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I started a quest to find terrific blues music and incredible musicianship when I was just a little kid. I also have a tremendous appreciation of fine musical instruments and equipment. One of my greatest joys all of my life was sharing my finds with my friends. I'm now publishing my journey. I hope that you come along!

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Showing posts with label Live at My Father's Place. Show all posts
Showing posts with label Live at My Father's Place. Show all posts

Tuesday, September 23, 2014

Roy Buchanan- Shredding The Blues - Live at My Father's Place 1978 & 1984 - Guest writer Stilladog - New release review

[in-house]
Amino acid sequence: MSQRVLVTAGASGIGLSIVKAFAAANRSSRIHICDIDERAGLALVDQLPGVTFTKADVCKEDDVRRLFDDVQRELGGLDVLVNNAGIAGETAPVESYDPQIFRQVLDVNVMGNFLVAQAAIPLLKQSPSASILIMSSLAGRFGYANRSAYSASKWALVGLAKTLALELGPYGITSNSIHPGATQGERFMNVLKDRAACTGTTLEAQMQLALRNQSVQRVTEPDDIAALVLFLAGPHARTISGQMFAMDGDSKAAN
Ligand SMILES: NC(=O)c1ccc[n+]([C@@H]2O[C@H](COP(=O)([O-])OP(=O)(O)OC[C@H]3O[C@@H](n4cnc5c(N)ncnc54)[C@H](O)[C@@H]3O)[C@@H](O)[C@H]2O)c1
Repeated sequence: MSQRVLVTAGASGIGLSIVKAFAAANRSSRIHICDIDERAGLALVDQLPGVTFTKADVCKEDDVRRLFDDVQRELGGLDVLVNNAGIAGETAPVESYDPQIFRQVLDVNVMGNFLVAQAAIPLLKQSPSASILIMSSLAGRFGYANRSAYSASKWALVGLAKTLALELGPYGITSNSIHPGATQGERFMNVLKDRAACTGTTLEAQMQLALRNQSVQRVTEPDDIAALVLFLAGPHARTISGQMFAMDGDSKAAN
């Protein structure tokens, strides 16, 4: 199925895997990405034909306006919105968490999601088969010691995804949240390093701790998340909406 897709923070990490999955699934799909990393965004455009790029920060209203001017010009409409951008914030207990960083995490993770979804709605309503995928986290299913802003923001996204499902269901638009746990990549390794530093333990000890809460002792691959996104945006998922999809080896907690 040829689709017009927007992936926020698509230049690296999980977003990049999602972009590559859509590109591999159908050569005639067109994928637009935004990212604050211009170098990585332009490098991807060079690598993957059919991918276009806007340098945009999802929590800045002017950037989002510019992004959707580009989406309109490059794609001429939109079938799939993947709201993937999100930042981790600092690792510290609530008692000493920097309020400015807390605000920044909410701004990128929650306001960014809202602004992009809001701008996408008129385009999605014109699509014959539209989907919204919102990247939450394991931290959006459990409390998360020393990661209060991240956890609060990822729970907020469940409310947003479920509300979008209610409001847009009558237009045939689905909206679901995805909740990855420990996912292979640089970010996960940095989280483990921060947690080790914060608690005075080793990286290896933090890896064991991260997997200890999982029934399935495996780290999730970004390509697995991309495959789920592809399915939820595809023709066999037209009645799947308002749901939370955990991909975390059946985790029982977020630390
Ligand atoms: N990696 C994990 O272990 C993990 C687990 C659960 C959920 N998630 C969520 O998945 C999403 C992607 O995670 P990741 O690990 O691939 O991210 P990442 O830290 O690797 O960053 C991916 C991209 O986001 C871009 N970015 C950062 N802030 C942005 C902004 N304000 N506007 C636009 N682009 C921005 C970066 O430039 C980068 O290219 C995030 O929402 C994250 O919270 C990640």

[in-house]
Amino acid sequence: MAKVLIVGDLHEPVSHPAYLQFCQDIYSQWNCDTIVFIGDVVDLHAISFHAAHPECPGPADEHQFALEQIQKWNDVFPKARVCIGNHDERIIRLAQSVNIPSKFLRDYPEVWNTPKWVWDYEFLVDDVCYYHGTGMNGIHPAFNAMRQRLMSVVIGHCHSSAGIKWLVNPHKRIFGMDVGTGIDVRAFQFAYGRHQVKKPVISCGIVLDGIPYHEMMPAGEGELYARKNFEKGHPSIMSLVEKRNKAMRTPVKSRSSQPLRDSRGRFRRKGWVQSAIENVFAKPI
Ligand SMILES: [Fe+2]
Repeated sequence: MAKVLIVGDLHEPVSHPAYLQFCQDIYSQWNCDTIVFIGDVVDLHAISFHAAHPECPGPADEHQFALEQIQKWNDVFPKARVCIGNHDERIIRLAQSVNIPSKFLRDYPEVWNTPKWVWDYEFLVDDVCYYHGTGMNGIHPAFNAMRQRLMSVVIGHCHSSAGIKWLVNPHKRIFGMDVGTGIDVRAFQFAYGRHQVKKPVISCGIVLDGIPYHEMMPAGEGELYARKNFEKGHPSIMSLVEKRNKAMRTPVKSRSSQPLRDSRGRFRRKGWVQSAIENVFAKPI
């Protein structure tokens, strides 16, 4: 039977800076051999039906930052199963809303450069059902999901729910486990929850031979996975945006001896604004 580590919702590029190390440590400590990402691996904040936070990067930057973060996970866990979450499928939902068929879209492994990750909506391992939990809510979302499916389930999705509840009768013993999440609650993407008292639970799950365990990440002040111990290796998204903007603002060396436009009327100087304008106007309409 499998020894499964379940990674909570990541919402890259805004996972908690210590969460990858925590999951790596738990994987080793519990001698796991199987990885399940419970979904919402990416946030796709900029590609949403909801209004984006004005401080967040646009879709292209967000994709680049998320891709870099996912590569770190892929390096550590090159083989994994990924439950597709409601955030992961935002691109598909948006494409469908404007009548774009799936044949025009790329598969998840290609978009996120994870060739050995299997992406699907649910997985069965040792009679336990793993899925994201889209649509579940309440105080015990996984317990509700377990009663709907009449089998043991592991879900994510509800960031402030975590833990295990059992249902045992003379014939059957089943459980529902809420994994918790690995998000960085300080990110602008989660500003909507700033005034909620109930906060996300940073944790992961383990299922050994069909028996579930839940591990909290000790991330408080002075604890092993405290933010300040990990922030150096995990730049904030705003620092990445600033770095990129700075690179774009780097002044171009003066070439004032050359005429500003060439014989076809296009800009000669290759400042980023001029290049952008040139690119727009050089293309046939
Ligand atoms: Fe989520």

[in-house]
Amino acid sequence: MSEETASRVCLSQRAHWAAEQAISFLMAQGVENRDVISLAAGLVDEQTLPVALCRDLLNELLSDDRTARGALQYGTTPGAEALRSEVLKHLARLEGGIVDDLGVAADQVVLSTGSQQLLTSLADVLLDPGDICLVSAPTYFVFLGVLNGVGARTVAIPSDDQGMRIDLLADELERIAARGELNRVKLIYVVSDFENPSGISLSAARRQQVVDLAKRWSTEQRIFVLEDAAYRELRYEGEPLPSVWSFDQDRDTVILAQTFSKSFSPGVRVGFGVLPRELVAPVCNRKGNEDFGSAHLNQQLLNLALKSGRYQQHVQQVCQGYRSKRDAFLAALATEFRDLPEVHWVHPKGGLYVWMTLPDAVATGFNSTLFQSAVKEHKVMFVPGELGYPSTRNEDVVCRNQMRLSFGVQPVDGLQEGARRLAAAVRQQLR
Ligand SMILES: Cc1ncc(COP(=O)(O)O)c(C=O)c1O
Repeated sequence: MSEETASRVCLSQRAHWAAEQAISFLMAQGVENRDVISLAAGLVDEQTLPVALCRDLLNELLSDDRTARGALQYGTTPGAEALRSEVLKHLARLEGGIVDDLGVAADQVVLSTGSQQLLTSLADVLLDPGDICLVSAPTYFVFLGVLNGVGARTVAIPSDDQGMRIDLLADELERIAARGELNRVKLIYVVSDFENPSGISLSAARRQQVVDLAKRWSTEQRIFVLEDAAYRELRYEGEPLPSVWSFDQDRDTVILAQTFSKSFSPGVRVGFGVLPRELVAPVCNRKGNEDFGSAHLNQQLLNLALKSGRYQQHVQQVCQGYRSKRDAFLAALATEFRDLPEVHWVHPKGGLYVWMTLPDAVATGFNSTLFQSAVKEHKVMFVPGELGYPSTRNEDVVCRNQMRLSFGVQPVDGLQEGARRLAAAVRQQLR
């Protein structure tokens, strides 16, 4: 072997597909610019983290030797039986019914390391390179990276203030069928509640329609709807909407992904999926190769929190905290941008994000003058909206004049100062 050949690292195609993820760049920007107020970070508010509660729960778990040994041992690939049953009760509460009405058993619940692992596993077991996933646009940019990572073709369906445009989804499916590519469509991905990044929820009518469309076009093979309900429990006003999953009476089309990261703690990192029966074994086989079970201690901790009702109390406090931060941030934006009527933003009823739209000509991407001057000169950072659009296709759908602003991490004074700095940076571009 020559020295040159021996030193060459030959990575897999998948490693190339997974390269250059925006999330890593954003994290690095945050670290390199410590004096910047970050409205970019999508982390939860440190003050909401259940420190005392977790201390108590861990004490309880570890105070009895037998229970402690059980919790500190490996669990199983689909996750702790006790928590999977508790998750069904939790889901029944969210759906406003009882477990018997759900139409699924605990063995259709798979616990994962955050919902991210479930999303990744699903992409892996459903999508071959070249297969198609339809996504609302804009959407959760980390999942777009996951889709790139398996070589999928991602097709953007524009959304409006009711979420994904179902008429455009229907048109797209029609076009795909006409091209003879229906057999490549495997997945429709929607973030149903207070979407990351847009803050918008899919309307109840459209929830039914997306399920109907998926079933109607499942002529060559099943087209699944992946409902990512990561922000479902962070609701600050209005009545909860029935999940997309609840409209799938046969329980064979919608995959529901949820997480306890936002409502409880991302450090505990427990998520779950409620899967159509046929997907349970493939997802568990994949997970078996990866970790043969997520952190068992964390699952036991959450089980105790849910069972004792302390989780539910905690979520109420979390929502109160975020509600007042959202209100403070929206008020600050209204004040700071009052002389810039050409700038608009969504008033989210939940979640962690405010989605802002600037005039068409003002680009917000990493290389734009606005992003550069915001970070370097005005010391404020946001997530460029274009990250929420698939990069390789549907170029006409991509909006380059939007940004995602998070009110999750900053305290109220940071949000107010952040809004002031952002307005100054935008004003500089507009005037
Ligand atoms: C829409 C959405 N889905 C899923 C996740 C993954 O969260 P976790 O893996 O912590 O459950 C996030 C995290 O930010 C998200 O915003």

Let me preface this review by stating I am an unabashed fan of Roy Buchanan and have been since I was 18 years old. I have heard a lot of his recorded material both production and bootleg varieties. I've seen him play live numerous times, particularly during the time period of these recordings. So there's a degree of bias here. The recordings took place for tracks 1 through 7 during a gig at My Father's Place, a famous house of blues on Long Island, NY, back in 1978. The final 3 tracks were recorded in 1984 with a completely new band when Roy returned to that venue. I believe these recordings which come from the sound board were once available as bootlegs. There once was a Yahoo! fan group called Roy's Live Recordings which traded in non-production bootlegs of Roy's concerts. And that's where I think I may have first heard this stuff. But even that's been more than 10 years ago so I cannot be sure. Anyway, this is a production release by Rockbeat Records that you can buy at Amazon or wherever. The sound quality has been re-engineered well for being from old source (analog) tapes. Albums of this nature inherently suffer from weak source recordings to begin with and Shredding the Blues is no exception. The best part about this release which sets it apart from a truly weak offering marketed under Roy Buchanan's name, Shake, Rattle, and Roy, is that it actually accentuates Roy's guitar. On Shake, Rattle and Roy (which I believe is mostly Danny Denver and His Soundmasters featuring Roy Buchanan) you can barely hear what Roy is playing. Live at My Father's Place is none of that. The set starts out with a version of the Howlin' Wolf tune, I'm Evil. A few minutes in Roy warms up and unleashes a barrage of his classic licks and runs which sets the audience on edge. On this tune, and actually most tracks that Roy himself sings the vocal track is weak. Now if you've ever seen Roy sing you know it's was not his strong suit and he practically whispers the words anyway. But the guitar is fantastic! More guitar is featured on the second track, Soul Dressing. However the feature of this tune is a nice extended piano solo, something which is rarely heard on Buchanan's recordings. A very nice keyboard break is in Baby Won't You Tell Me Where You're At also. I'd like to tell who is playing it but personnel was not provided. I'm pretty sure Malcolm Lukens was in the depths of heroin addiction by 1978, or recovering, so it wasn't him. Most all the numbers feature Roy just lighting it up on the fretboard. He makes the Telecaster scream, he makes it cry, he makes it wah-wah without a pedal. Fast as your ears can follow to slow and easy in a heartbeat. Tone like nothing you will ever hear elsewhere. And of course there's a ton of "pinched harmonics" for which he is famous. On Hey Joe he thanks Jimi Hendrix, then ends the tune with an extended Foxy Lady riff. And the unparalleled Messiah Will Come Again is in there as well. The final three tracks from 1984 were songs in development for his albums When A Guitar Plays The Blues and Dancing On The Edge, Henry Mancini's Peter Gunn and the title track for When A Guitar Plays The Blues. This is a fair representation of what Roy sounded like when he played live back in the 70s and early 80s. Vocals are rather weak and crowd noise at times becomes a distraction. But if you want to hear some electrifying guitar work, you should check this one out. If you've never heard Roy play, this probably isn't the place to start (Livestock is a much better live album). But if jaw dropping axe work is your thing you're gonna love Shredding The Blues.  

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